By Gladkov Vladimir
Peter Kent – the Canadian minister of the environment stated that Canada exits the Kyoto Protocol – the questionable treaty meant to reduce greenhouse gas emissions. This move may hardly be described as surprising and numerous experts believe that Canada’s decision may pave the way for other countries, willing to withdraw from the treaty. The Kyoto Protocol, once believed to be a significant step in fighting global warming, turned out to be a literally useless measure, since numerous countries with the highest level of gas emission, such as China and India, had not joined it.
Adopted on 11 December 1997 in Kyoto, Japan, the protocol became an international environmental treaty aimed at achieving the “stabilization of greenhouse gas concentrations in the atmosphere at a level that would prevent dangerous anthropogenic interference with the climate system.” According to the protocol, the members commit themselves to take measures to reduce the production of greenhouse gases. As of September 2011 191 counties have signed and ratified the protocol.
However the question of the treaty’s creditability has been raised many times. The main problem was the fact that the mandates were not imposed on developing countries, emitting the highest amount of gasses, like China, India, Brazil and South Africa. The US, which signed the treaty, has never ratified it.
On Sunday the participants of the 17th conference of the United Nations Framework Convention on Climate Change in Durban, South Africa spent nearly 72 hours discussing the new terms of the convention but still failed to agree on a new accord. The results of the exhausting argument turned out to be dissatisfying for the most. While the effort was sufficient to maintain the process of negotiation, it would hardly make a significant impact on the rapidly worsening ecology of the planet.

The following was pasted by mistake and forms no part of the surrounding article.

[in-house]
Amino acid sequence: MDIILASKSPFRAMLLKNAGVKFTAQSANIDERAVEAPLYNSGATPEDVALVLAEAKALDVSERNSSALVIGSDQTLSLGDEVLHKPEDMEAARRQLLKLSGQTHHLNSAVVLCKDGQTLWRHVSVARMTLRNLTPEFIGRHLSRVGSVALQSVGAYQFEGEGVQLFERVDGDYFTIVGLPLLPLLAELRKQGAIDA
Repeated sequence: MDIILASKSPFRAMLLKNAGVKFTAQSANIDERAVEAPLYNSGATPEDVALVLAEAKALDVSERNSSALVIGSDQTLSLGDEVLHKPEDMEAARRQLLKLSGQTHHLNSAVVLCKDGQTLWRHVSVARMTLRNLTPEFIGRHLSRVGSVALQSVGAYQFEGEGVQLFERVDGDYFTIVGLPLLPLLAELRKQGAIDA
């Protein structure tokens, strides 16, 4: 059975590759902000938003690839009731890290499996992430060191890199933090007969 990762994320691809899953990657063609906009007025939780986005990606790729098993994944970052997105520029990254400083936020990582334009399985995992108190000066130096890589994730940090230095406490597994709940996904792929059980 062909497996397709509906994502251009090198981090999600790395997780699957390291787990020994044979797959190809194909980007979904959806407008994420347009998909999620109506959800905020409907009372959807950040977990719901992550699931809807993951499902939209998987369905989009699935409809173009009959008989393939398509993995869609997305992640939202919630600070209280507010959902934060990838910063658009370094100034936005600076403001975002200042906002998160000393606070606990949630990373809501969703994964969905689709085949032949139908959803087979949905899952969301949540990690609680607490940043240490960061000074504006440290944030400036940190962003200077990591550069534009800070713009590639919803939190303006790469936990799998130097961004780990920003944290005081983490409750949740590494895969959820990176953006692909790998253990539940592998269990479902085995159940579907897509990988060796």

“While governments avoided disaster in Durban, they by no means responded adequately to the mounting threat of climate change,” said Alden Meyer, director of policy at the Union of Concerned Scientists. “The decisions adopted here fall well short of what is needed.”
But the decision of Canada to withdraw from the treaty may be considered the biggest failure of the conference, even though this move had long been expected. The country’s Conservative Party government has repeatedly blamed the former Liberal Party government for the entry into the agreement. Now it finally decided to correct the mistake.
This move could hardly be described as unreasonable. According to the government officials, in case of a failure to meet the treaty requirements Canada risks to face huge penalties – about $14 billion. At the same time, Peter Kent – the Canadian minister of the environment stated that the country could meet its commitment only through extreme measures, such as pulling all cars from the roads and shutting the cities’ heating systems.
The official’s decision was argued by the Canadian environmental groups. Matt Horne, the director of climate change at the Pembina Institute claimed that the minister had exaggerated the measures needed for Canada to meet its commitments.
“It’s not a surprise that it happened,” said Horne, commenting on the government decision, “But it is a bit of surprise that it happened pretty much as they got off the plane from Durban.”
However it seems totally unreasonable for Canada to struggle for meeting the treaty’s strict requirements, while developing countries, responsible for the highest amount of gas emissions, like India and China, didn’t even seriously mention the possibility of joining the Kioto protocol. Canada also has the example of its American neighbor which also keeps refraining from ratifying the treaty.
“Kyoto, for Canada, is in the past,” stated Peter Kent. And it’s hard to deny that Canada’s move may serve as a vivid example for other members of the convention.